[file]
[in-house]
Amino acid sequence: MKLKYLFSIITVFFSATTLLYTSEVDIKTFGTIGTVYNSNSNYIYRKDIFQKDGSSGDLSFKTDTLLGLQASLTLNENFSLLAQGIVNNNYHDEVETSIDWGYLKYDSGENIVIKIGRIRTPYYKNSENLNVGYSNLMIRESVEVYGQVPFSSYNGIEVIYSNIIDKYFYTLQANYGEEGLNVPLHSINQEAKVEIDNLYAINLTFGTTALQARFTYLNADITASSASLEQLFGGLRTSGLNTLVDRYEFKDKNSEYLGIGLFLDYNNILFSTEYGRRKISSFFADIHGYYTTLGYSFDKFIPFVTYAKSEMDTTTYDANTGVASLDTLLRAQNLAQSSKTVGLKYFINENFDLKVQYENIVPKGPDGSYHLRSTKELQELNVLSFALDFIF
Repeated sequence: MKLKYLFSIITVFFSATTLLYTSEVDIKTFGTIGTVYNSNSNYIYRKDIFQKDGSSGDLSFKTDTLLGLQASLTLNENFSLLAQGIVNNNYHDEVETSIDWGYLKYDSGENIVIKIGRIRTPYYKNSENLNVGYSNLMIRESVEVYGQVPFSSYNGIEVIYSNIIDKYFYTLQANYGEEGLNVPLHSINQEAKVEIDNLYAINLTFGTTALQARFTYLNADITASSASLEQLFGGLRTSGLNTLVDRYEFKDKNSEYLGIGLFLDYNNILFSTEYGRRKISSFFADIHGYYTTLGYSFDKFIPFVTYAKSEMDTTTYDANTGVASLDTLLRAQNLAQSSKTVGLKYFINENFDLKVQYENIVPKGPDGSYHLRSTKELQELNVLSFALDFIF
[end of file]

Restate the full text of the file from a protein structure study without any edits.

[in-house]
Amino acid sequence: MKLKYLFSIITVFFSATTLLYTSEVDIKTFGTIGTVYNSNSNYIYRKDIFQKDGSSGDLSFKTDTLLGLQASLTLNENFSLLAQGIVNNNYHDEVETSIDWGYLKYDSGENIVIKIGRIRTPYYKNSENLNVGYSNLMIRESVEVYGQVPFSSYNGIEVIYSNIIDKYFYTLQANYGEEGLNVPLHSINQEAKVEIDNLYAINLTFGTTALQARFTYLNADITASSASLEQLFGGLRTSGLNTLVDRYEFKDKNSEYLGIGLFLDYNNILFSTEYGRRKISSFFADIHGYYTTLGYSFDKFIPFVTYAKSEMDTTTYDANTGVASLDTLLRAQNLAQSSKTVGLKYFINENFDLKVQYENIVPKGPDGSYHLRSTKELQELNVLSFALDFIF
Repeated sequence: MKLKYLFSIITVFFSATTLLYTSEVDIKTFGTIGTVYNSNSNYIYRKDIFQKDGSSGDLSFKTDTLLGLQASLTLNENFSLLAQGIVNNNYHDEVETSIDWGYLKYDSGENIVIKIGRIRTPYYKNSENLNVGYSNLMIRESVEVYGQVPFSSYNGIEVIYSNIIDKYFYTLQANYGEEGLNVPLHSINQEAKVEIDNLYAINLTFGTTALQARFTYLNADITASSASLEQLFGGLRTSGLNTLVDRYEFKDKNSEYLGIGLFLDYNNILFSTEYGRRKISSFFADIHGYYTTLGYSFDKFIPFVTYAKSEMDTTTYDANTGVASLDTLLRAQNLAQSSKTVGLKYFINENFDLKVQYENIVPKGPDGSYHLRSTKELQELNVLSFALDFIF